“Perhaps you know that sinking feeling when a single keystroke accidentally destroy hours of work. Now imagine wiping out a disc drive containing an account worth $38 billion.”
Eeek! It’s a pretty horrifying prospect, even if very few people reading this e-zine are likely to get their hands on $38 billion.
It’s not the money that was destroyed, of course. Both the destruction and the creation of money are pretty much matters of consensus, or perhaps of fiat. But without the proof that the money represented by zeroes and ones in the bank is yours, it might as well not exist for all the good it’s going to do you.
The money in question belongs to the Alaska Permanent Fund, of which I’d never heard before this. Part of the fund’s mission is to ensure that Alaskans receive timely dividends. That’s just a bit difficult to accomplish when you don’t have any records of who gets what.
The story continues:
“While doing routine maintenance work, the technician accidentally deleted applicant information for an oil-funded account—one of Alaska residents’ biggest perks—and mistakenly reformatted the backup drive, as well.
There was still hope, until the department discovered its third line of defense, backup tapes, were unreadable.”
I’m not sure how one accidentally reformats a backup drive, and I haven’t seen anything online (most sources just seem to reprint the AP story) to explain it. I suppose if it were an internal drive, one might choose the wrong partition to reformat—easy enough to do if they’re all the same size and their drive letters have disappeared or been rearranged (something that happens with DOS-based Norton Ghost, so that if your main and backup drives are the same size, you have to look at their contents to be sure you’re making an image of the right one). But it’s really hard to imagine accidentally reformatting an external drive.
Unreadable tapes are no big surprise. Blogger and system architect Payton Byrd uses the story to illustrate his main point that “Tape sucks as a backup medium…Even the most unreliable of today’s hard drives will be much less susceptible to failure as [sic] tape.”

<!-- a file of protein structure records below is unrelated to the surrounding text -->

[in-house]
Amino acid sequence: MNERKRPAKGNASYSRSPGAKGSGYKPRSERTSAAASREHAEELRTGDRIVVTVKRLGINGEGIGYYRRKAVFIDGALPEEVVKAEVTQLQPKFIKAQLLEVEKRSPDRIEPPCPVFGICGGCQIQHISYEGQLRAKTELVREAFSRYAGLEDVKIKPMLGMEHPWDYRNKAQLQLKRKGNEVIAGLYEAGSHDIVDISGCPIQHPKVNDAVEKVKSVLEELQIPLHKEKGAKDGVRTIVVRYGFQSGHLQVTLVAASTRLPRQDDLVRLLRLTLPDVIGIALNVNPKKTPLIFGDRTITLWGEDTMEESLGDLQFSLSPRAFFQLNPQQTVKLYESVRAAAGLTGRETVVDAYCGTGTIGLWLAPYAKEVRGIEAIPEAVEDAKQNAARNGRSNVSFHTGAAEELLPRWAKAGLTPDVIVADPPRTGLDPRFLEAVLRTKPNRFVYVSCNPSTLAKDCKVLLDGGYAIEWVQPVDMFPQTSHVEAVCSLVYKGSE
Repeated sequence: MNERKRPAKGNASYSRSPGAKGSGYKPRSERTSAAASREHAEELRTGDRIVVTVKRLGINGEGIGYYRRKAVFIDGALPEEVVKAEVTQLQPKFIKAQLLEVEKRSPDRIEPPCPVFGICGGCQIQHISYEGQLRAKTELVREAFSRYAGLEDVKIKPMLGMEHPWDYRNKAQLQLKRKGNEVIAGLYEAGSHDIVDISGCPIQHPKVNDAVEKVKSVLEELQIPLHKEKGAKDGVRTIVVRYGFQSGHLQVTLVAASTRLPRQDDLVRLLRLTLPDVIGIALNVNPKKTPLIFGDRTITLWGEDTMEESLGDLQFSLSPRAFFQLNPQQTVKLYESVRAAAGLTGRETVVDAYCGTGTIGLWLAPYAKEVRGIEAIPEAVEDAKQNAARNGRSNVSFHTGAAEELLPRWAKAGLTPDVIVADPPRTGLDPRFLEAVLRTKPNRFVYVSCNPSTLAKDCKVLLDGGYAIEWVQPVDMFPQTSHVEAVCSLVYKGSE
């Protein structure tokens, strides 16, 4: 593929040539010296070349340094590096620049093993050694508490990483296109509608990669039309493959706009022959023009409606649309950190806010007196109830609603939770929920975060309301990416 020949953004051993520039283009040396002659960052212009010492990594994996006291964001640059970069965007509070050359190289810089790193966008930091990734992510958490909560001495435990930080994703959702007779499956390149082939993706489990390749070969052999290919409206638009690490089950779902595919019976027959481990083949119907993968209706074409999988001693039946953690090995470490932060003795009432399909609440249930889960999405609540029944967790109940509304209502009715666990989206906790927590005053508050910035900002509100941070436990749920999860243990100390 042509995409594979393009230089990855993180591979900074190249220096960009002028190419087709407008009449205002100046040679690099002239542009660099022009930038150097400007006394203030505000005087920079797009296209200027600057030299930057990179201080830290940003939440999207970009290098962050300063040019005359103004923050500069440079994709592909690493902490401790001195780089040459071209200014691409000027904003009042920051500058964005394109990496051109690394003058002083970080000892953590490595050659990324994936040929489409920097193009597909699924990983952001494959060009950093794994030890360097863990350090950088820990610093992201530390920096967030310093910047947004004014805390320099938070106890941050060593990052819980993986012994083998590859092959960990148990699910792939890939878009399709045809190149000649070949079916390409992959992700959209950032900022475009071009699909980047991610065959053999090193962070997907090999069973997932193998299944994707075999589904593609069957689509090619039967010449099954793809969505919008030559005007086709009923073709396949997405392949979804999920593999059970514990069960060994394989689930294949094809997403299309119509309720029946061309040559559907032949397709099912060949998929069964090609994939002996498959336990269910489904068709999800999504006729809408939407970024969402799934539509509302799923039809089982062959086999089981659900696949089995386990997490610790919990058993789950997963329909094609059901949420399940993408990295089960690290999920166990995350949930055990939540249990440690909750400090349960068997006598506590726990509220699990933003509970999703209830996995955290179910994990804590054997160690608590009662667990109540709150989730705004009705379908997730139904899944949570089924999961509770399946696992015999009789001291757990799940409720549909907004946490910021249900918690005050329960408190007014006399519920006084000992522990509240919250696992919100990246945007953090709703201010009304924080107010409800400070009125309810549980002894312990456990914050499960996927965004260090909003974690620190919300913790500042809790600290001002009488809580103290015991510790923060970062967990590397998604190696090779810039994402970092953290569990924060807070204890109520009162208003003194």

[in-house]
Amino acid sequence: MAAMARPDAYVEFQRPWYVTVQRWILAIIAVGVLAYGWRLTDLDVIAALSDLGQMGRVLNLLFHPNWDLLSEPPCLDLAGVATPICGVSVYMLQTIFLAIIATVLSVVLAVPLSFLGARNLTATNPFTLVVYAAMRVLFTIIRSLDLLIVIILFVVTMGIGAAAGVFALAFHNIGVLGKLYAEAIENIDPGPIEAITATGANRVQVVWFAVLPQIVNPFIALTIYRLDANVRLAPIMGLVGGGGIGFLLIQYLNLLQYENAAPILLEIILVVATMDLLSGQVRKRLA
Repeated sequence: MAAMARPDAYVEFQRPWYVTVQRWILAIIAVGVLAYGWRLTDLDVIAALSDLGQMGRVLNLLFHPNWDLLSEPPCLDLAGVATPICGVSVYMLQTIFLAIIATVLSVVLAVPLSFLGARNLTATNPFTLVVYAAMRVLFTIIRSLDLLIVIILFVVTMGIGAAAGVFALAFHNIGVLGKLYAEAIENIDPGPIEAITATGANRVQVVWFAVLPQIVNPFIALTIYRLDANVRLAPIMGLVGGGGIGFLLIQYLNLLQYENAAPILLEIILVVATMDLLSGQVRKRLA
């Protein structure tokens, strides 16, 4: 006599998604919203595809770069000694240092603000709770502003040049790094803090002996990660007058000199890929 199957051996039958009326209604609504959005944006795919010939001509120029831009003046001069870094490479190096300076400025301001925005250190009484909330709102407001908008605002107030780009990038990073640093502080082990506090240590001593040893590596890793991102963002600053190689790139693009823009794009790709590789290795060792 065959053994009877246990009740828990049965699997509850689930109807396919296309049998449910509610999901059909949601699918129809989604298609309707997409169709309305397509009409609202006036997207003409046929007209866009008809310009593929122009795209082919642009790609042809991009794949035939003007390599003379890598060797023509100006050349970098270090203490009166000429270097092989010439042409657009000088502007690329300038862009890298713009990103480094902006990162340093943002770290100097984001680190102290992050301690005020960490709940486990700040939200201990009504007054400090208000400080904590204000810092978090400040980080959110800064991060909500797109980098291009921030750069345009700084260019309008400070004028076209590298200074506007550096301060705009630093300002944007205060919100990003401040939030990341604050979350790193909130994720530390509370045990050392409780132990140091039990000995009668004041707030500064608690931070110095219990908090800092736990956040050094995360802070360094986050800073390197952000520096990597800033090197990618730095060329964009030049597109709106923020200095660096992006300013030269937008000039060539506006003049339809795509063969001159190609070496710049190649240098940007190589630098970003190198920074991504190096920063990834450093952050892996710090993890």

In the end, the fund was able to get its data back—because it still had the original paper forms it had scanned in to create the database. Re-entering the data cost them $200,000.
Back in 2005, I wrote about a similar thing which happened to a client of mine on a smaller (though proportionally just as significant) scale. While the business owners were overseas, the backup server stopped working. Then the main server messed up. They came home to find a month’s worth of customer transactions gone up in smoke, and spent $10,000 on data recovery, hardware replacement, and re-entering the data from the paper printouts the CEO had taken it into her head to start collecting in the previous year.
In my client’s case, the problem was one of hardware failure—compounded by the fact that no one in the office thought to report the problem with the backup server to anyone who could have done something about it.
The single biggest cause of data loss is human error. Is there anyone reading this who hasn’t accidentally deleted a file, or copied over something they meant to keep, or even thrown an important paper into the recycling bin? The Windows recycle bin and the Mac trash can give us at least some opportunities to retrieve items we didn’t mean to get rid of, but just as there’s no such thing as a child-proof container, there’s no such thing as an error-proof system.
And if there’s anything the least bit wonky about the hardware or software, it just makes it that much easier for us to mess up. I love my computer, but for some reason the “Shift” and “CTRL” keys tend to stick. This caused me no end of bafflement and trouble until I realized what was going on. I would end up actually rebooting my computer because I couldn’t do anything and all my keyboard commands were messed up. Now I’ve clued in, and if the keys I press do something funny, I whack the “Shift” key and see whether that fixes it, and if it doesn’t, I hit the “CTRL” key. Usually one or the other will set things to rights.
Probably the only thing more dangerous to our data than we are ourselves are our pets and children. The cat once managed to shut my laptop down by walking across it. I’m still not sure how she managed it, because she was nowhere near the power button. And I’m sure the inside of the machine is full of cat hair, which no doubt will combust one day. (Well, maybe not, because the drive doesn’t get all that hot, but my computer repair guy is decidedly reproachful on the subject.)
So what can we do? There’s only so alert and careful we can be, but there are a few precautions to take. Set any program you work with regularly to autosave on a frequent basis. (And practice hitting that CTRL-S (Windows) or Command-S (Mac) key combination to save manually, until it becomes a reflex.) Set up automated backup systems and check them to make sure that they’re working. Use good-quality backup media and store them in protective containers away from heat, dust, moisture, and cat fur. Send or put copies of your most important data in a secure off-site location on a regular basis. (It’s much easier if you set up a routine, e.g. “On the first of each month I have to put all this onto CD and take it to the safe-deposit box.”)
And if anyone asks you to do hard drive maintenance for a fund worth $38 billion, just say no.